Teri's Reviews > The Farming of Bones

The Farming of Bones by Edwidge Danticat
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Aug 08, 11

Read in August, 2011

I know about the tragic historical event that features prominently in this novel, so i am reading it with trepidation, gritting my teeth, as it were, because slaughter is always awful. Yet, when Danticat read from some of her work and spoke to us AP English readers in Louisville in June, i liked her so much as an individual, i wanted to read more of her work. Her writing is poetic, lively with Haitian patois and atmosphere and culture, more so in this novel than in some of her other work.

So far, i am about 1/3 into it.

I couldn't stop reading it last night till i finished at 3 am. Powerful stuff that stayed with me, including a nightmare and thoughts all day. Still thinking about it now. The tragic episodes were not the only painful parts. Lots more about the nature of change, inability to recover/adapt/move forward after trauma, the feelings of guilt for surviving when others did not, having only one life and knowing this but still being unable to maximize opportunity.

It is hard to write about this book and avoid spoilers. But it is poetically written and compelling.
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Comments (showing 1-5 of 5) (5 new)

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message 1: by Dagný (last edited Aug 09, 2011 02:18PM) (new)

Dagný Teri you are strong to read this. I wondered what on earth you were referring to, and, sure on earth, find one more terrible thing I'd never heard of.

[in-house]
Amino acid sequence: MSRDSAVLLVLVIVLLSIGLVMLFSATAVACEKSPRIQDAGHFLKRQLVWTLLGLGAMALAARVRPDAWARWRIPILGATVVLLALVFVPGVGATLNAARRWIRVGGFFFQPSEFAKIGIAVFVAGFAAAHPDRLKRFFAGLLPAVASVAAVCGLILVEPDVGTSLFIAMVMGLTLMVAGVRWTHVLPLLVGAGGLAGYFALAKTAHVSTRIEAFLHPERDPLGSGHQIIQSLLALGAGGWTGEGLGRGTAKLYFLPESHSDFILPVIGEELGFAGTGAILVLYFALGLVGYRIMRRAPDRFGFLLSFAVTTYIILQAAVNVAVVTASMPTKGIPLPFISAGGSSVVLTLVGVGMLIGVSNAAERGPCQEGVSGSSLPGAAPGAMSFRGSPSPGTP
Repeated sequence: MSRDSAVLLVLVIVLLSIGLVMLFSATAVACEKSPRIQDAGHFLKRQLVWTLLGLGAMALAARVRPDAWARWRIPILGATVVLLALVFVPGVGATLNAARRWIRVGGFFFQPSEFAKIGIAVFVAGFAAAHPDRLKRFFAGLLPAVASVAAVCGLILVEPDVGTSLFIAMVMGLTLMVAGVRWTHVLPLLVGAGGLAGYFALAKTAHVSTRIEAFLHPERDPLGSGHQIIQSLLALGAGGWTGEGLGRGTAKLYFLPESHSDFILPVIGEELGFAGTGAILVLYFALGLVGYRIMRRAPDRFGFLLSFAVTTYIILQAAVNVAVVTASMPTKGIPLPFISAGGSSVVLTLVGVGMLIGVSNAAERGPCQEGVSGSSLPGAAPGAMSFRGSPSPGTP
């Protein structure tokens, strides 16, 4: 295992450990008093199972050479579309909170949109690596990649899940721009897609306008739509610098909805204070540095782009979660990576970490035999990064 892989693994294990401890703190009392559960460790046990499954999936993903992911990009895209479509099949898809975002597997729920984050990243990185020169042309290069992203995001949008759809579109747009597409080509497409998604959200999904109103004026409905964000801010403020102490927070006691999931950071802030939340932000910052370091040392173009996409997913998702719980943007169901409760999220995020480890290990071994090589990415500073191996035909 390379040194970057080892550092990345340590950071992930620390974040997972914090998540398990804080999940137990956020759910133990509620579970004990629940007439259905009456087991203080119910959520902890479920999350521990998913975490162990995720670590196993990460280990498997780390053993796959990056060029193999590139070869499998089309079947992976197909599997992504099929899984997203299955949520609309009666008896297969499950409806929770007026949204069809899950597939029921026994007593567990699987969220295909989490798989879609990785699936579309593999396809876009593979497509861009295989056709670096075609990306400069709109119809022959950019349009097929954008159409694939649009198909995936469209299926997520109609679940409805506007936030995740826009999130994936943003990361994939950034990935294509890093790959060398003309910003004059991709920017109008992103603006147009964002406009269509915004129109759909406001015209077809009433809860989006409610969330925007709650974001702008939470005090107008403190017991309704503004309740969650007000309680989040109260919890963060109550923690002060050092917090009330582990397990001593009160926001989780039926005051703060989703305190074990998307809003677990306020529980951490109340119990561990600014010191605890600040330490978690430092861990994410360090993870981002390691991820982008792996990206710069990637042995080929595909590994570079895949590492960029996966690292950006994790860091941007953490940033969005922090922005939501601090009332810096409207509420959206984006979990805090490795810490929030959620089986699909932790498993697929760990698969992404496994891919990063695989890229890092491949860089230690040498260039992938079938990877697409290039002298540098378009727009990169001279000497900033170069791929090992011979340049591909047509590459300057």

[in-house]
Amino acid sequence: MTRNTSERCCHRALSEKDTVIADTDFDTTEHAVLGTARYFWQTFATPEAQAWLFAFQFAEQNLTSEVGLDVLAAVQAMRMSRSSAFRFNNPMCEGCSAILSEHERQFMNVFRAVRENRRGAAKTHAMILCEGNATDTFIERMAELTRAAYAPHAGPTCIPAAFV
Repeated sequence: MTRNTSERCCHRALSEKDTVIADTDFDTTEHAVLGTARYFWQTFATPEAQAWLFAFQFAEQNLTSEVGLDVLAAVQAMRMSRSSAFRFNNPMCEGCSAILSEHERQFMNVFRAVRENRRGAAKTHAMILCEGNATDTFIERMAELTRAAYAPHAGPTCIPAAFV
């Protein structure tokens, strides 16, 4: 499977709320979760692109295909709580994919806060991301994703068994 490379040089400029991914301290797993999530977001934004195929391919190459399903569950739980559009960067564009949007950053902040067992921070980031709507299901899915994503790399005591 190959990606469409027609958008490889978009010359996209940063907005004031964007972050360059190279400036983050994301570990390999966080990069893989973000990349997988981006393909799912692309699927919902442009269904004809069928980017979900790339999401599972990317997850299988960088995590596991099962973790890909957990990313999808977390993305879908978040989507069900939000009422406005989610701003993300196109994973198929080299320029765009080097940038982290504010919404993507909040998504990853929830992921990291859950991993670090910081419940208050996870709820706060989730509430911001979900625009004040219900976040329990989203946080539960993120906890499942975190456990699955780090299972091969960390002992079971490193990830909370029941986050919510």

Teri Because these events occurred in 1937, they seem to be part of what must have been a world-wide trend of genocide. Maybe this event got "lost" in history because of the other overwhelming horrors, like the Nazis.


Teri Ach! Dagny! I accidentally deleted your response! Can you repost it? I was trying to delete a repetition of my message 2.


message 4: by Dagný (last edited Aug 16, 2011 02:20AM) (new)

Dagný It has disappeared into the ether; no profound insight. But I do still feel that your students are very lucky to have a teacher with as wide a world view as you have.

I must confess my own ignorance about Haiti and whether there were ideological connections between the genocidal regime there and elsewhere.

I once wrote a thesis about an African book, "Bound to Violence" by Yambo Ouologuem- from Mali. His book, an anti-romaticization of the region, concerns the history of African internal violence from middle ages onward. (I wrote about it from a depth of ignorance about Africa, so at least I could get a bearing.) That region, like Haiti, is French speaking, the people in Haiti likely came from the region in Ouologuem's book. The images you refer to brought back images from Bound to Violence.
(Incidentally that book's post history is quite interesting, but as I wrote about it in the early seventies, when it had been recently published, I was pretty ignorant of the controversy, these were the pre-internet days.)


Teri Thanks, Dagny, for mentioning the book about Mali. I don't know much about Africa, but from friends (some are former students) working with the Department of Defense and State Department, I know it is the region where the US will be focused; for example, learning French is now a priority in those departments because the threats of terrorism in Africa are growing. I feel so sad that in 2011, the world still can't figure out how to quite fighting, to quit wasting money on weapons instead of medicine and books. The human race really hasn't advanced as much as we think we have, I suspect.


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